All construction work carried out by Landsvirkjun and all its operations are accompanied by unavoidable disturbance to the natural environment and to the ecosystem. Extensive research and monitoring is carried out in the affected areas of power stations. The objective is to assess if and how operations affect the environment and how any negative impact on the environment can be minimised. The most extensive monitoring carried out by Landsvirkjun includes reindeer monitoring, freshwater ecology and birdlife. Research is carried out in cooperation with the various universities, research institutes and independent experts.
  • 2 Visual impact and landscaping

    All construction work carried out by Landsvirkjun and all its operations are accompanied by unavoidable disturbance to the natural environment and larger projects can have a significant visual impact. The effects vary and are determined by the type of landscape involved and the effect on the public. Landsvirkjun places an emphasis on creating a balance between its manmade structures, the landscape and the natural environment.
  • 3 Fuel

    Fossil fuels are a non-renewable resource and the burning of fossil fuel leads to the release of greenhouse gases (GHG‘s) and other substances that are a health risk. Landsvirkjun is committed to minimising the emission of GHG‘s by reducing the consumption of fossil fuels in its operations. Landsvirkjun also monitors the handling of fossil fuels ensuring that transport, storage and refuelling measures do not harm the ecosystem and the natural environment. Landsvirkjun registers all fossil fuel consumption in its operations and releases information on GHG emissions as a result of consumption.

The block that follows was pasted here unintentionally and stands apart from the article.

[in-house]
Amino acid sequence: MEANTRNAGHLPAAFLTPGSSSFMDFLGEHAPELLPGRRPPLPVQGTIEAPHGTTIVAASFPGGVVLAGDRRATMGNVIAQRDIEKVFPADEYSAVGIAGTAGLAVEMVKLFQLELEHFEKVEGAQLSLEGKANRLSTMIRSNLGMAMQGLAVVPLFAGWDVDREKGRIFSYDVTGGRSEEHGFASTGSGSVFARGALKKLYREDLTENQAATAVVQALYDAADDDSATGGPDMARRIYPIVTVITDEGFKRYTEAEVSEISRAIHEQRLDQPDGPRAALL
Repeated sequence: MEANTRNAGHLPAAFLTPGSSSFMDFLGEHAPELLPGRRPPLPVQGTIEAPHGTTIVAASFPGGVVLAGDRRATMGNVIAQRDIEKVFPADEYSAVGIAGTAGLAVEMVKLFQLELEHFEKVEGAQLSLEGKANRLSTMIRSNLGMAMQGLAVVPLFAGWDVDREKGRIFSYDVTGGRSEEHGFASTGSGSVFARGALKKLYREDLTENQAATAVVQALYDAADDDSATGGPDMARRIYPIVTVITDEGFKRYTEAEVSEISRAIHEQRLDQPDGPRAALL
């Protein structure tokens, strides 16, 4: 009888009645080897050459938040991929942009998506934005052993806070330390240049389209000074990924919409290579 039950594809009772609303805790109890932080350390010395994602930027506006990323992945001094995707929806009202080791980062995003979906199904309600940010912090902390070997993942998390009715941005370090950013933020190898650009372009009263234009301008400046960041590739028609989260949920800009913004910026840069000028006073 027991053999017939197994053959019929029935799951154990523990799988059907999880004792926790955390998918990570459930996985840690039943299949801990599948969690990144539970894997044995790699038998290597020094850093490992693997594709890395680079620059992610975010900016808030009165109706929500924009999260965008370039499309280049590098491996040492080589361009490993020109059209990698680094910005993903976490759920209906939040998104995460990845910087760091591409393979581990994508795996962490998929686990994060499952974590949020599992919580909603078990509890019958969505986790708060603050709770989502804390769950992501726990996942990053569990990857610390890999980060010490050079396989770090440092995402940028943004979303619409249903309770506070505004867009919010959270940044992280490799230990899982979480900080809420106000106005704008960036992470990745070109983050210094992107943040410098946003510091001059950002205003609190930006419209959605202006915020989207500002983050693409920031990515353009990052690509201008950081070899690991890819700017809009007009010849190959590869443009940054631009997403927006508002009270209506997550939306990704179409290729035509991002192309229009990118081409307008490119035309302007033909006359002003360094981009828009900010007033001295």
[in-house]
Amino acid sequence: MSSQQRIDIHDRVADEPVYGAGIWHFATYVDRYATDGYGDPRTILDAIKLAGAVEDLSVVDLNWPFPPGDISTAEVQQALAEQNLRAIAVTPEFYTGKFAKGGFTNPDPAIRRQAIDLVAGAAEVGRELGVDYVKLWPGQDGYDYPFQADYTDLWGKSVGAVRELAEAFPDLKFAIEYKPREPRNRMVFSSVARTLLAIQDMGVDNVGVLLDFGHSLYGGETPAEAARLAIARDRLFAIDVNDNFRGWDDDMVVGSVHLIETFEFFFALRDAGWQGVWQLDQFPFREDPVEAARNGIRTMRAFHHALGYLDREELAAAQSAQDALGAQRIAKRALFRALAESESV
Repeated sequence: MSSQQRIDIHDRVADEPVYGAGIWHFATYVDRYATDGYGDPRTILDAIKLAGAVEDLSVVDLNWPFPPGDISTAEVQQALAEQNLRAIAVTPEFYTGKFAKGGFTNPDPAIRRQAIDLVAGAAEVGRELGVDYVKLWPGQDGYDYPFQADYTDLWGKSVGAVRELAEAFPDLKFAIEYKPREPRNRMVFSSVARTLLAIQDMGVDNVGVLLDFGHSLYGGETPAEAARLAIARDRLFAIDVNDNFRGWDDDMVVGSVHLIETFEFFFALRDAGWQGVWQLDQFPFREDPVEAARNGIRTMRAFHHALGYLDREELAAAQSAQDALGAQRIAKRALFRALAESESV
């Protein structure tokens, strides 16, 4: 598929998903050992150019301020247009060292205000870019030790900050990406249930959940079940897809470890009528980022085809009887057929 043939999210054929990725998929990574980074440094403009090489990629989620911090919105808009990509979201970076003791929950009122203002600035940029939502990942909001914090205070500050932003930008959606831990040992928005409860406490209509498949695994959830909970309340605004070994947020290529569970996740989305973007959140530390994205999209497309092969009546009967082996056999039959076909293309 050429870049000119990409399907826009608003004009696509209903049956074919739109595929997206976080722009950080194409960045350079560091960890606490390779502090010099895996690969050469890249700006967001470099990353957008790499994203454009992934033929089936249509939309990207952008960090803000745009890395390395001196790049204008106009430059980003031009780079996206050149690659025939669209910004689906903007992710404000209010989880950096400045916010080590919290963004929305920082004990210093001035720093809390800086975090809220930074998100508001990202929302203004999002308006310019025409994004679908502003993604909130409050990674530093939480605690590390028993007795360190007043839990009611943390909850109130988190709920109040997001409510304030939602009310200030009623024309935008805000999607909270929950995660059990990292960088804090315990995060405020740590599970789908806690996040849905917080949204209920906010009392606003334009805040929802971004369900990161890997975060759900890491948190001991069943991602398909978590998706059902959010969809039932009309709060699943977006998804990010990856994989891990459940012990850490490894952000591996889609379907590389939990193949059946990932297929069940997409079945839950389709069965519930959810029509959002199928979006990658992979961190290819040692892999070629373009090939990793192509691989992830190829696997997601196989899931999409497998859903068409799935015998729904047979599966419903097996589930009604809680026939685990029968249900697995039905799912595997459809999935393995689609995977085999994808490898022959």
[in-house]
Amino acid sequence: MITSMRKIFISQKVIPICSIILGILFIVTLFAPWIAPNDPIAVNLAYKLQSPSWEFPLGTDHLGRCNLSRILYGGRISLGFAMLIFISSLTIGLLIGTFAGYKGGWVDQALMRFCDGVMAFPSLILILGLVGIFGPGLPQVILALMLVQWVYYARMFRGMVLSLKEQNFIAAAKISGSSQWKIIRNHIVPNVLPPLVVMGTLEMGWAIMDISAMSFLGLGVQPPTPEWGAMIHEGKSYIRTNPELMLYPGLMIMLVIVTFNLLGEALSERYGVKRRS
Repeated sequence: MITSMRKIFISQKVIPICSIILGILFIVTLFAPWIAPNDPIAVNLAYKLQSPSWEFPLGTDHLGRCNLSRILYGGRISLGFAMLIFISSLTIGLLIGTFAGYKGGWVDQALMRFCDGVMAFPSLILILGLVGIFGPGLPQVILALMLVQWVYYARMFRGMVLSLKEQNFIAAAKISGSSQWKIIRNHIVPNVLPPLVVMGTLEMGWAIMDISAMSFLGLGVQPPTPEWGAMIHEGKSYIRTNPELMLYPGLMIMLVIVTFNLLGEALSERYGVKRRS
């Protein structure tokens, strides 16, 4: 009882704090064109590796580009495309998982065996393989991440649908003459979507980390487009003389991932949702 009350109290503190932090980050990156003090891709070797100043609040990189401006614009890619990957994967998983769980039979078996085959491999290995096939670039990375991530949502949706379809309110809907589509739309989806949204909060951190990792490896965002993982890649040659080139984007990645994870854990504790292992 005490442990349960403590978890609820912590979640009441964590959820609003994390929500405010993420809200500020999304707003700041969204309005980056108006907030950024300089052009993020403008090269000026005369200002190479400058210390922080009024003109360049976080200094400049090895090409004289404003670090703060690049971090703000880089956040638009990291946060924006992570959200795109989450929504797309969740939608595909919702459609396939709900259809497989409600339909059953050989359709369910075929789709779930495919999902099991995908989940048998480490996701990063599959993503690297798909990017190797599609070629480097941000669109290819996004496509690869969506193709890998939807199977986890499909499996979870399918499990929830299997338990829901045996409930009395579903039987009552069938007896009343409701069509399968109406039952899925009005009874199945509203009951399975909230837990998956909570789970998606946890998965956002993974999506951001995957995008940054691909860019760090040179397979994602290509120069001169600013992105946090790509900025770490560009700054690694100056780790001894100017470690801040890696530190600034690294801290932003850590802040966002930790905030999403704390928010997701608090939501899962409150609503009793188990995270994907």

• 4 General waste

    The landfilling of waste results in the anaerobic decomposition of its organic content, emitting GHGs that contribute to climate change. Landsvirkjun is committed to increasing recycling and reuse in its operations which will reduce the quantity of waste disposed of via landfill. The Company is active in creating areas for waste sorting and waste storage in all of its operational areas and a record is kept on waste disposal.
  • 5 Noise levels

    Noise from Landsvirkjun’s operations primarily stems from active geothermal wells and from wind turbines. Noise levels can affect the enjoyment of nature and constant noise can have a detrimental effect on health. Landsvirkjun monitors noise levels and reduces noise by using mufflers/silencers on all well heads at its geothermal power stations.
  • 6 Disturbance to land as a result of development and operations